o Rey. ix. 7. - Psa. xii. 3; ver. 25; Rev. xiii. 5. - Rev. * Ezek. iv. 26; Matf. xxiv. 30; xxvi. 64; Rev. i. 7, 13; xiv. XX. 4. - Psa. xc. 2; ver. 13, 22. — - Psa. civ. 2; Rev, i. 14. 14.- La Ver. 9. - Psa. ii. 6, 7, 8; vi. 6; cx. 1, 2; Matt. xi. i Ezek. i. 15, 16.-u Psa. 1. 3.; xcvii. 3; Isa. xxx. 33; Ixvi. 15. 27; xxviii. 18; John 11. 35; 1 Cor. xv. 27; Eph. i. 22. -c Ch. " Kings xxij. 19; Psa, lxviii. 17; Heb. xii. 22; Rev. v. 11.

. Psa. cxlv. 13; chap. ii. 44; ver. 27; Mic. iv.7; Luke * Rev. xx. 4, 12. Rev. xix. 20.- -y Chald. a prolonging in i. 33; John xii. 34; Heb. xii. 28. - Ver. 28. Chald. life was given them.

sheath. -- Ver. 3.

jii. 4.

ning and superintendence; for the pope calls himself their bodies were not destroyed, but suffered to conEpiscopus episcoporum, the Overseer of overseers.. tinue still in being; but when the dominion shall be

And a mouth speaking great things.) Full of boast-. taken away from this beast, his body shall be totally ing; pretending to unlimited jurisdiction ; binding and destroyed ; because other kingdoms succeeded to those, loosing at pleasure ; promising to absolve from all but no other earthly kingdom shall succeed to this.— sins, present, past, and future ; and threatening to send Bishop Newton. to everlasting destruction all kings, kingdoms, and in- Verse 13. One like the Son of man came with the dividuals, who would dare to dispute his power and clouds of heaven] This most certainly points out the authority.

Lord Jesus, WIN 10 bar enosh, the Son of miserable Verse 9. The thrones were cast down] 197 might man ; who took our nature upon him that he might be translated erected; so the Vulgate, positi sunt, and redeem us unto himself. To prove himself to be the so all the versions; but that ours is a proper transla-, Messiah he applies, before the high priests, these words tion, is sufficiently evident from chap. iii. 6, 15, 20; of the Prophet Daniel to himself, Matt. xxiv. 30. vi. 17, &c. ; where the original word can be used in Near before him.) The Ancient of days. no other sense than that of throwing or casting down. Verse 14. And there was given him dominion) This There is a reference here to preparations made for a also is applied to our Lord Jesus by himself, after his general assize, or to the convocation of the sanhedrin, resurrection, Matt. xxviii. 18. where the father of the consistory sat with his asses- His dominion is an everlasting dominion] Chrissors on each side in the form of a semicircle, and the tianity shall increase, and prevail to the end of the people stood before them.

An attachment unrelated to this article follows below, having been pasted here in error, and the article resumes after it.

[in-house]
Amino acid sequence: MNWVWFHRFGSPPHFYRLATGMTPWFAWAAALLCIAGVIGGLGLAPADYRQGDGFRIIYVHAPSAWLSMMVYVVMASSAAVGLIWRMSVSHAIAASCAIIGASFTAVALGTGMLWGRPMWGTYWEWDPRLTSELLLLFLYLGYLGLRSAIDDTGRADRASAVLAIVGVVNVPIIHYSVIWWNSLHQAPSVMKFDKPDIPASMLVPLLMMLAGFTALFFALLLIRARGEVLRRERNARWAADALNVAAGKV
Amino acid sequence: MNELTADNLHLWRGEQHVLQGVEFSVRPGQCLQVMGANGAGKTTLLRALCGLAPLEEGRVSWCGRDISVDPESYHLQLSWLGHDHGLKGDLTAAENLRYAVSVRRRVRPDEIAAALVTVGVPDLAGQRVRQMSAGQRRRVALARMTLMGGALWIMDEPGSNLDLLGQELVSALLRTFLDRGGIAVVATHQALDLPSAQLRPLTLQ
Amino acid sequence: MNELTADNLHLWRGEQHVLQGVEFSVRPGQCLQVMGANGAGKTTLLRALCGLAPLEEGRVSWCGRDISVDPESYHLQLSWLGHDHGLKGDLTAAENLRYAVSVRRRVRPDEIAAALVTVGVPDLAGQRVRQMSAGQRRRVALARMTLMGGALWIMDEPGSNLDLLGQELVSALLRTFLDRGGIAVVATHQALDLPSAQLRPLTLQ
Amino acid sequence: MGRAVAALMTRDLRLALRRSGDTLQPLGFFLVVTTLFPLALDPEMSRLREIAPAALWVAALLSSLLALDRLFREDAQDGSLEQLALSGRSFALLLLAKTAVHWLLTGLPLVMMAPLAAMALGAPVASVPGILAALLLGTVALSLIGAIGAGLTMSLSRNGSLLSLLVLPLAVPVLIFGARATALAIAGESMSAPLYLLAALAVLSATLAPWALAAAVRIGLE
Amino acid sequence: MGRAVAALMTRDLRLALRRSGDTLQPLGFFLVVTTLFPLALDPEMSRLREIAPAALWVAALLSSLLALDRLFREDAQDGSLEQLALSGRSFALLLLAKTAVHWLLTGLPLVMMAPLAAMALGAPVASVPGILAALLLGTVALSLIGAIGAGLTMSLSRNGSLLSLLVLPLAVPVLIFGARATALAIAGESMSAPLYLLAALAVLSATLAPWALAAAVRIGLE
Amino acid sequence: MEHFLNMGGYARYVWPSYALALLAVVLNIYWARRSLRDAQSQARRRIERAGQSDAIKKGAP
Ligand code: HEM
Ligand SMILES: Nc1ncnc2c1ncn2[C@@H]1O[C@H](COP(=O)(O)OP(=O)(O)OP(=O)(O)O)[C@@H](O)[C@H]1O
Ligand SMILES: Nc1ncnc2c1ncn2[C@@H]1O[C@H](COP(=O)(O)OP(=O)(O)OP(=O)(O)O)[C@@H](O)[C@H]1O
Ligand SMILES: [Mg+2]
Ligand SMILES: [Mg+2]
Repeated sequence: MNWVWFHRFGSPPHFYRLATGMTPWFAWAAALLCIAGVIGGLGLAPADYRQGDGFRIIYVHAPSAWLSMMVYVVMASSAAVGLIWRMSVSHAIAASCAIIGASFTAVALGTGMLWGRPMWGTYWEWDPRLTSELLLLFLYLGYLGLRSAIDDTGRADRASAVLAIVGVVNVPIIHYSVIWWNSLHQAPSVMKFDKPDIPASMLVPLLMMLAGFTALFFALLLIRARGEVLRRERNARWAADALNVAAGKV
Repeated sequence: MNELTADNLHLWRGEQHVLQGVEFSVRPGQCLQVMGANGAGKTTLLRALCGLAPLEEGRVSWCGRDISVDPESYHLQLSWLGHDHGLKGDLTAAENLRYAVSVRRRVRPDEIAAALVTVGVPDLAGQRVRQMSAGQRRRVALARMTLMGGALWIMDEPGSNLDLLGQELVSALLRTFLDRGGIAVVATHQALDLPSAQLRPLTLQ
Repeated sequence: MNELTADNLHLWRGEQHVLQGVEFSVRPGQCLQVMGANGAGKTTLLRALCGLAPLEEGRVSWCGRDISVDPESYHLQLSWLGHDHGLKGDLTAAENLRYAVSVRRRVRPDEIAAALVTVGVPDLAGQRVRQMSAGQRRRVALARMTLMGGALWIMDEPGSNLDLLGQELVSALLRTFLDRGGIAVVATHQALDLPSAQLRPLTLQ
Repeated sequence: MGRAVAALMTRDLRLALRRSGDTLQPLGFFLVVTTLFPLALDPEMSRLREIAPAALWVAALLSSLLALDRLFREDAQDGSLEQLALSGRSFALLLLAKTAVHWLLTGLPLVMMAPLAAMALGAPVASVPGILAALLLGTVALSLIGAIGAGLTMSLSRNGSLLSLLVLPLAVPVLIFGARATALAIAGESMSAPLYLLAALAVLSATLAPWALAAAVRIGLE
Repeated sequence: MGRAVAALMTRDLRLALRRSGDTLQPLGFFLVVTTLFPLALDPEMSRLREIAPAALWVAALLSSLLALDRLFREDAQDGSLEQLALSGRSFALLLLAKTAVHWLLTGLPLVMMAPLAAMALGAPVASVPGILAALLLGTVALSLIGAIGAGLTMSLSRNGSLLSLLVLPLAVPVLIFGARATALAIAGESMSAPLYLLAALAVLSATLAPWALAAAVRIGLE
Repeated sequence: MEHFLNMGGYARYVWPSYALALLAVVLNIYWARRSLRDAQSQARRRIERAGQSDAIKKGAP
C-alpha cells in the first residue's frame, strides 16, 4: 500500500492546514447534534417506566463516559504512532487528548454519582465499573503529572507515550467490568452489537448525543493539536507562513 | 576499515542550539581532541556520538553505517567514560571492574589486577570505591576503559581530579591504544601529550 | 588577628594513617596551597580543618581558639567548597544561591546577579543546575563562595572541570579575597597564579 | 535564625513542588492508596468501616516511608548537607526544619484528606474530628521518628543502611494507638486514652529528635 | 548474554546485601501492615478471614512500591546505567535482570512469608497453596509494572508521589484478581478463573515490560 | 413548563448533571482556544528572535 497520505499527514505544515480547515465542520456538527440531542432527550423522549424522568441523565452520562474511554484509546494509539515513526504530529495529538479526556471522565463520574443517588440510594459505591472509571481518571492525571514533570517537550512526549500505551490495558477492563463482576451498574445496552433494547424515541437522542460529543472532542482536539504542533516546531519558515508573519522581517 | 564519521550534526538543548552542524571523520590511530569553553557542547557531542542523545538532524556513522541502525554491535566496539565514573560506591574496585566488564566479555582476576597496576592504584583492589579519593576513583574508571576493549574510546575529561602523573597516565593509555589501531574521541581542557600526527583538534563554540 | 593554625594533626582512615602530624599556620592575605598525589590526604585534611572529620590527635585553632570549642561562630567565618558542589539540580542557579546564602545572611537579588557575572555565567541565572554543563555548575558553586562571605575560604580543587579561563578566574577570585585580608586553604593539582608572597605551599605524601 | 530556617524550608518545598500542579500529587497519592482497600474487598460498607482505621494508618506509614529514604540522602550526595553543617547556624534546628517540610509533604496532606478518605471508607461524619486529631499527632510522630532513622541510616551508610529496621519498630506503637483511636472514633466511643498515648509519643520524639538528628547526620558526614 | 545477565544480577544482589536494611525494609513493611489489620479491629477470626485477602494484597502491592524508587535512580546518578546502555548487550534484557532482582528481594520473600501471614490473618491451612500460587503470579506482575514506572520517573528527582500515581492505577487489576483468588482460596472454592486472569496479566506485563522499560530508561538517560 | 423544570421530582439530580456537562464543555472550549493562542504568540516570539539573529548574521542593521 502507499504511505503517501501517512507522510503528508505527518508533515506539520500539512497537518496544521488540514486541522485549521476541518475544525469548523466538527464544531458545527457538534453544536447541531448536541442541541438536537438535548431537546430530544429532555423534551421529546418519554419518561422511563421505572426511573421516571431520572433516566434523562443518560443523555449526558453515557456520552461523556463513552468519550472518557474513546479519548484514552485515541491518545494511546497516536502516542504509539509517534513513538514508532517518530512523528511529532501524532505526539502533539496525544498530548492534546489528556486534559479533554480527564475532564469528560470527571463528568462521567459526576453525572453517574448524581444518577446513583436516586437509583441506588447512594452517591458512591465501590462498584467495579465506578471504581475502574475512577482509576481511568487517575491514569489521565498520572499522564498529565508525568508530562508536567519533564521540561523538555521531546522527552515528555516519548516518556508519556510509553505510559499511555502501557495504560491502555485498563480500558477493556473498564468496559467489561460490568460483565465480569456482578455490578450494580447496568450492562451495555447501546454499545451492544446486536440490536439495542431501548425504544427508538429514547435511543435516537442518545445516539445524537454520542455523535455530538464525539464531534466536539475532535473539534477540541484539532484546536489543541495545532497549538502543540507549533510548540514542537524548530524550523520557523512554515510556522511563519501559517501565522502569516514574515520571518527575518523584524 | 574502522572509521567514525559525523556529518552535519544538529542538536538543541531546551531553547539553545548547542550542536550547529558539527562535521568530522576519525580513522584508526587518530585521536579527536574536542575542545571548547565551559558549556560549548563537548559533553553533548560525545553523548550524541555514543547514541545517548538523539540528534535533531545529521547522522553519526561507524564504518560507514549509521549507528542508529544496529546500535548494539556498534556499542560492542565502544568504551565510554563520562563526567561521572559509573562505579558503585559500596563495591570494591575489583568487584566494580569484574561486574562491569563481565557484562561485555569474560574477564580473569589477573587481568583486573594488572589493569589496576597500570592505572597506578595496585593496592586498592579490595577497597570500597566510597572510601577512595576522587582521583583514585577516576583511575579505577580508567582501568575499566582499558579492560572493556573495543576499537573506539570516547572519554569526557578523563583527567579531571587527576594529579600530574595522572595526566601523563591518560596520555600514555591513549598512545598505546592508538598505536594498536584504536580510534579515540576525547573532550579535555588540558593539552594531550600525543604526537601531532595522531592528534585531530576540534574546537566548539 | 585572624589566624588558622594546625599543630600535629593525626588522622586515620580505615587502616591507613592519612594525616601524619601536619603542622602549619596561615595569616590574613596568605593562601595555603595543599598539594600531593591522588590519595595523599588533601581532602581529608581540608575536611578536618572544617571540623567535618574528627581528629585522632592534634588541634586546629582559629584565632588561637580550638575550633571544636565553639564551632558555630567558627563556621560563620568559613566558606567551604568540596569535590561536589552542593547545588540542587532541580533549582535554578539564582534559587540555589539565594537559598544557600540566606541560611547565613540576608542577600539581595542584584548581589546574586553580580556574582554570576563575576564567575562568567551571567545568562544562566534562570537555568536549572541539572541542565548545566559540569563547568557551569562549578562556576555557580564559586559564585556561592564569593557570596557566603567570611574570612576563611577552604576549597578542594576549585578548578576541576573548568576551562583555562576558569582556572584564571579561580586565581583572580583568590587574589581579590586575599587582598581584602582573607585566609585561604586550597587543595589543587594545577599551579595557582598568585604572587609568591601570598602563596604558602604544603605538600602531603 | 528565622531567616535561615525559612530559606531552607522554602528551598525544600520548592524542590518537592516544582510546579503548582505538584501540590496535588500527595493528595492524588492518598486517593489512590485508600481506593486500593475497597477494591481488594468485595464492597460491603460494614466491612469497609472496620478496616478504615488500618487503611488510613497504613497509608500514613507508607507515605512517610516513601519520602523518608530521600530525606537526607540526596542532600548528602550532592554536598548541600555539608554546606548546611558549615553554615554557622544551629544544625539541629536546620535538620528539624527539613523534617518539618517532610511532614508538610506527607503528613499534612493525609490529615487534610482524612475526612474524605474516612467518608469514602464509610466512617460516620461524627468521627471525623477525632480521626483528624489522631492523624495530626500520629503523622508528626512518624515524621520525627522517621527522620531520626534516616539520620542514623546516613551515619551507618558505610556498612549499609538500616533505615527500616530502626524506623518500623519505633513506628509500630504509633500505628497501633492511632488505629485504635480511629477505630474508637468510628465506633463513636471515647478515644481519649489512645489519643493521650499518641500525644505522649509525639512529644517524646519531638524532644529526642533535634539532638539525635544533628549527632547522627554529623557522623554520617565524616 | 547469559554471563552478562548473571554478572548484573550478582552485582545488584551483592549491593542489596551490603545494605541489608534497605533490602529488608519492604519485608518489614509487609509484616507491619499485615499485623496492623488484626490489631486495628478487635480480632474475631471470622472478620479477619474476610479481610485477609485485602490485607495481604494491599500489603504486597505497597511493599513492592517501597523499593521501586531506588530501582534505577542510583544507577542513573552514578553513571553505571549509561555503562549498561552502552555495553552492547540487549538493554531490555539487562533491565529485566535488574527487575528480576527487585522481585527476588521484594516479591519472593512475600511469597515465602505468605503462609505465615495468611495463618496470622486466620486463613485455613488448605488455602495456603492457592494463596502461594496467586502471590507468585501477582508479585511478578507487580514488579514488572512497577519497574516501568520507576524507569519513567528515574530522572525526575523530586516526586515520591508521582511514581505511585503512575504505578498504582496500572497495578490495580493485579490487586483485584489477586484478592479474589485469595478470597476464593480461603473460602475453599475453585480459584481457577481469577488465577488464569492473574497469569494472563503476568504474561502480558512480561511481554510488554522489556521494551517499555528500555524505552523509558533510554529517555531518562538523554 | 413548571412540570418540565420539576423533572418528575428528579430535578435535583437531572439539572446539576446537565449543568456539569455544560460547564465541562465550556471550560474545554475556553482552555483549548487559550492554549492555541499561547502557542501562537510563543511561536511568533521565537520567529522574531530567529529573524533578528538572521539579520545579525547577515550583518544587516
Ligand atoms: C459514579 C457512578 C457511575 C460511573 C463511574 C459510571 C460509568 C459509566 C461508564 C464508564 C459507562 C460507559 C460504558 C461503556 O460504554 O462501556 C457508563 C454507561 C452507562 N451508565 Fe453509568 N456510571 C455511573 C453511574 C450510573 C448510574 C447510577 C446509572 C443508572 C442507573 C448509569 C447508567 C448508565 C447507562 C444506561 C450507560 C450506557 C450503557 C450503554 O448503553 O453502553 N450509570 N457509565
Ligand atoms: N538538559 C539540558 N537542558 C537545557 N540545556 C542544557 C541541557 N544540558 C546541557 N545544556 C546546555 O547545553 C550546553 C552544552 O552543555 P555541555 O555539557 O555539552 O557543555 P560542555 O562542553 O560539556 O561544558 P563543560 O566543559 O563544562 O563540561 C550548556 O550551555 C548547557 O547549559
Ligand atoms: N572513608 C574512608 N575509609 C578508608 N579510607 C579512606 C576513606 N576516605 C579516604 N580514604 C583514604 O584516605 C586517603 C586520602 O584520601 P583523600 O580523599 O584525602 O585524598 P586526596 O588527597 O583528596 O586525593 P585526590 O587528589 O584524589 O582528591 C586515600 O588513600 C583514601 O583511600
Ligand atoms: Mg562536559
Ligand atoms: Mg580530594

world. See the parallel passages in the margin. The Ancient of days) God Almighty; and this is Verse 15. I Daniel was grieved, &c.] The words he only place in the sacred writings where God the in the original are uncommonly emphatic. My spirit Father is represented in a human form.

was grieved, or sickened, 07393 112 bego nidneh, within Verse 10. A fiery stream issued] This is not spoken its sheath or scabbard. Which I think proves,'1. That of the final judgment; but of that which he was to the human spirit is different from the body. 2. That execute upon this fourth beast, the Roman empire ; and it has a proper subsistence independently of the body, the little boasting horn, which is a part of the fourth which is only its sheath for a certain time. 3. That beast, and must fall when the other falls.

the spirit may exist independently of its body, as the Verse 11. I beheld then because of the voice (or, the sword does independently of its sheath. beast will be destroyed because) of the great words Verse 17. These great beasts—are four kings] See which the horn spake-his body destroyed] When the preceding verses; where the following explanations the dominion was taken from the rest of the beasts, I are inserted and illustrated.

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An angel interprets

DANIEL.

the vision of Daniel. A. M. cir. 3449. 18 But the saints of the judgment was given to the saints A. M. cir. 3449 B. C. cir. 555.

B. C. cir. 555. 01. cir. LVI. 2. i Most High shall take the king- of the Most High ; and the time Ol, cir. LVI. 2. Servii Tullii,

Servii Tullii, R. Roman., dom, and possess the kingdom came that the saints possessed

R. Roman., cir. annum 24. for ever, even for ever and ever. the kingdom.

cir. annum 24. 19 Then I would know the truth of the 23 Thus he said, The fourth beast shall be fourth beast, which was diverse from all the P the fourth kingdom upon earth, which shall others, exceeding dreadful, whose teeth were be diverse from all kingdoms, and shall deof iron, and his nails of brass; which devoured, vour the whole earth, and shall tread it down, brake in pieces, and stamped the residue with and break it in pieces. his feet;